Small homeowners swept up in the city’s aggressive enforcement of short-term rentals, like Airbnb, are getting hit with steep fines.
Owners of one- and two-family homes in Brooklyn have been issued more than $2.1 million in fines under the de Blasio administration, The City reported. That’s 27 percent of the total $7.8 million in fines issued in the borough during that period.
Homeowners in Queens paid a larger share: $1.7 million in penalties made up 39 percent of the borough’s total $4.3 million. In Manhattan, where one- and two-family homes are harder to come by, they made up less than 1 percent of the $16.2 million in fines issued for illegal rentals since 2014.
Dian Killian is among the homeowners who’ve been penalized. She told The City she had researched the legality of renting out her unit in Bedford-Stuyvesant. State laws prohibiting rentals of less than 30 days do not apply to one- and two-family homes.
Still, she was approached by inspectors and hit with four buildings violations by the Mayor’s Office of Special Enforcement. Killian eventually paid more than $5,000 in fines — which she said amounted to about three months of rentals.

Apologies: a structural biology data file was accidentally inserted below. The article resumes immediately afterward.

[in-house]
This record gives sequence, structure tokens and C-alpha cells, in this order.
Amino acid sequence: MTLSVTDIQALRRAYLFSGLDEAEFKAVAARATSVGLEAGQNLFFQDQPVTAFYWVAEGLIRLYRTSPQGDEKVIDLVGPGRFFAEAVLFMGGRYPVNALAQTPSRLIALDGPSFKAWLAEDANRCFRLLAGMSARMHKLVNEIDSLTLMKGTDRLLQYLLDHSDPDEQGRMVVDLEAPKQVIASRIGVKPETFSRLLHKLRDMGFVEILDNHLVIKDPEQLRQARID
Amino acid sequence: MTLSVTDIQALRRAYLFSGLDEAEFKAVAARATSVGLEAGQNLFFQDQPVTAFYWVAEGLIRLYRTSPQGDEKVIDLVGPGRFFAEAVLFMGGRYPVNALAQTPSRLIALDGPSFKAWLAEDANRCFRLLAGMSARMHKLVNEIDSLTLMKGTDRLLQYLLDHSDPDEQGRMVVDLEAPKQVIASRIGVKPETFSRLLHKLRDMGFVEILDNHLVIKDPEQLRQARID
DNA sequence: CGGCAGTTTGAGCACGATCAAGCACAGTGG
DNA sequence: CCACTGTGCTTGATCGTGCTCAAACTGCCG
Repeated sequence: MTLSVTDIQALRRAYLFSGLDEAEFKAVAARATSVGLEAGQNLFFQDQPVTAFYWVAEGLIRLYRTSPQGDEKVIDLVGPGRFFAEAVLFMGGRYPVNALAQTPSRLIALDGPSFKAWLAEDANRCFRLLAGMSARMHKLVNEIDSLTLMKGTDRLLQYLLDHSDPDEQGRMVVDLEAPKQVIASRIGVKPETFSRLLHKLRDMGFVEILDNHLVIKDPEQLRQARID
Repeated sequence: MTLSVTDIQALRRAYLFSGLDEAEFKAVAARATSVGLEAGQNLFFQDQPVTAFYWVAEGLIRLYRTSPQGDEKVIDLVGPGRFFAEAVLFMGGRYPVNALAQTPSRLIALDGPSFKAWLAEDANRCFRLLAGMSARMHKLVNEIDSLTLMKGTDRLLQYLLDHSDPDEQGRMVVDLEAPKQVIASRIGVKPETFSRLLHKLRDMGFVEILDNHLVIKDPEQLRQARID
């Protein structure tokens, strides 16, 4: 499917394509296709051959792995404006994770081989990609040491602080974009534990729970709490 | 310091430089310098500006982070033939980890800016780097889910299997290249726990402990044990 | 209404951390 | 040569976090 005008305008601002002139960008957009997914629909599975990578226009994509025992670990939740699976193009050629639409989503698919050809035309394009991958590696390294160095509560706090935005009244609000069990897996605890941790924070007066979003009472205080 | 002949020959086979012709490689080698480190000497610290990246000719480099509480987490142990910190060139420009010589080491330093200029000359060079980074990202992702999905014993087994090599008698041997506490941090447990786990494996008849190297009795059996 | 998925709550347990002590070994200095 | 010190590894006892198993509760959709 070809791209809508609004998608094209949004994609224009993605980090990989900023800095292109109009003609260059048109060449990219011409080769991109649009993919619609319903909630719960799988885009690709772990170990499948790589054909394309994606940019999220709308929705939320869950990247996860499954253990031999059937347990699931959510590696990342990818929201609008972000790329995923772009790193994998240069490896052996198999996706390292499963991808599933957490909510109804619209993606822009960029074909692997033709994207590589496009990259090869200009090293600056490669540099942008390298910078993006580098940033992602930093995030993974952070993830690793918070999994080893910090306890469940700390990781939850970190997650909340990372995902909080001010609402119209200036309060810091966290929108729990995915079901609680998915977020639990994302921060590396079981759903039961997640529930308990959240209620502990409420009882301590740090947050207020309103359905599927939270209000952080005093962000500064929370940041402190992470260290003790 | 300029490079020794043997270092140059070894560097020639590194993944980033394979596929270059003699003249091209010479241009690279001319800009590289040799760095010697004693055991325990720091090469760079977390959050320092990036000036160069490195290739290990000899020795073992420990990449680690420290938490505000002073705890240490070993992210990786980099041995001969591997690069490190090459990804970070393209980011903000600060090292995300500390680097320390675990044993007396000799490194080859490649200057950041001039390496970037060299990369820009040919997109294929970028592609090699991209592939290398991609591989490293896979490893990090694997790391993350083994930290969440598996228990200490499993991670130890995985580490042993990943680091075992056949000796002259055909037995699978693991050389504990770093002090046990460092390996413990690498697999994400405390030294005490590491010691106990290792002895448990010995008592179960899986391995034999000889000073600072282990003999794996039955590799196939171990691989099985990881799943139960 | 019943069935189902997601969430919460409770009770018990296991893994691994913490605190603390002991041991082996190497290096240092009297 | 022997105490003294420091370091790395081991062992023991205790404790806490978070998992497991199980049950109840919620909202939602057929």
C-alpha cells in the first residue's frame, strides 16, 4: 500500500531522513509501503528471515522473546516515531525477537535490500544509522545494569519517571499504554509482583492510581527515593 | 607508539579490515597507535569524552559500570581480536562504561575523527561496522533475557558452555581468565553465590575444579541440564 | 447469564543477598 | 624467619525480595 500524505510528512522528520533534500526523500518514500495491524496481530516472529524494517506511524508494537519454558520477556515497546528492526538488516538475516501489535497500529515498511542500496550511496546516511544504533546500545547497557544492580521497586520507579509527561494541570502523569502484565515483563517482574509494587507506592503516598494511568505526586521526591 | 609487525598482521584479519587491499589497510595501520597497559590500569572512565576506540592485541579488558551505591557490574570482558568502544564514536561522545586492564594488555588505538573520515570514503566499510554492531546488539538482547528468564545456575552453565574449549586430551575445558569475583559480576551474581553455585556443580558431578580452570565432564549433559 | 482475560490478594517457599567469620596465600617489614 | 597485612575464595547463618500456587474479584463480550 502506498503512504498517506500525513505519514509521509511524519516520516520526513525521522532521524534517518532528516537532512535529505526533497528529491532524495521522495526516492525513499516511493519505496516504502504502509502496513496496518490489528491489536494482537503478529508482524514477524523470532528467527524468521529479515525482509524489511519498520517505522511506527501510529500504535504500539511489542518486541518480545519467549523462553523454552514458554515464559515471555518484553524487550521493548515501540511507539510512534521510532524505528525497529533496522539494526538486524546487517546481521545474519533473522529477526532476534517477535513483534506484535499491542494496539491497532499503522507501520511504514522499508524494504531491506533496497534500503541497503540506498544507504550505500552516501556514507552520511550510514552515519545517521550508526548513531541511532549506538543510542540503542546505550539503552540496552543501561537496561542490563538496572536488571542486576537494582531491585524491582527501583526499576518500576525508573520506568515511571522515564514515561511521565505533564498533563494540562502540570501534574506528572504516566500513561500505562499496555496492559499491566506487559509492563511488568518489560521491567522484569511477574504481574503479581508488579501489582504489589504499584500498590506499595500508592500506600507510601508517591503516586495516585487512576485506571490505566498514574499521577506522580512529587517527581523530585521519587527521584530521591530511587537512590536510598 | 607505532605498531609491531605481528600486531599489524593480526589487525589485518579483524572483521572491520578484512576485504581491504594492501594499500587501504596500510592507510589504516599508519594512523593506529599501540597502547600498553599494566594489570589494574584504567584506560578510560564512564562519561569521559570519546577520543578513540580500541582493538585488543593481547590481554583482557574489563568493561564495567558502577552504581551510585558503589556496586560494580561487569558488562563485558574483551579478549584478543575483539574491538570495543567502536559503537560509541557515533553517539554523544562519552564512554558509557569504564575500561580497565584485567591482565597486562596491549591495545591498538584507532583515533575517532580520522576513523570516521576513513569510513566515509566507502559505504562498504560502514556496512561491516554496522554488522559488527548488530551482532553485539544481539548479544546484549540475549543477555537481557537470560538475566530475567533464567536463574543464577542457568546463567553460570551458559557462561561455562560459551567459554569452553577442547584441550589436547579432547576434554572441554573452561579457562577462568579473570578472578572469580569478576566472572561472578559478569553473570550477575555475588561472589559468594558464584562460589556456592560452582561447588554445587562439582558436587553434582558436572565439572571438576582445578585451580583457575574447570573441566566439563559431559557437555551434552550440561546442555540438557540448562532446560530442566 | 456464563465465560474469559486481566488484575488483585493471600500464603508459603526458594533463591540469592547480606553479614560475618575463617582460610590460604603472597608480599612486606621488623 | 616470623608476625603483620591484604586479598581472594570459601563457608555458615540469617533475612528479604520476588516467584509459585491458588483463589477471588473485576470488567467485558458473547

Newly elected Public Advocate Jumaane Williams said the proportion of fines hitting small homeowners contradicts what the administration has said about enforcement targeting the more egregious offenders. In July 2018, Council Speaker Corey Johnson said city inspectors “are really trying to go after the really bad actors that have entire buildings or multiple apartments in a building.”
Mayor Bill de Blasio previously told NY1 that “my problem is when a building is turned into a de facto hotel. My problem is when an apartment is rented out effectively year round.”
Both officials have sought tighter regulation.
“We were clear our intent is not to go after one- and two-family homeowners,” Williams told The City. “We thought we had a partnership with the city. But the administration looks like they’ve opened up a can of wild, wild west whoop-ass on them.”
City officials say their enforcement is complaint-driven, and that there are cases where one- and two-family homes had been turned into de facto boarding houses or where Airbnb had struggled to self-police violations of the rules. [The City] — Meenal Vamburkar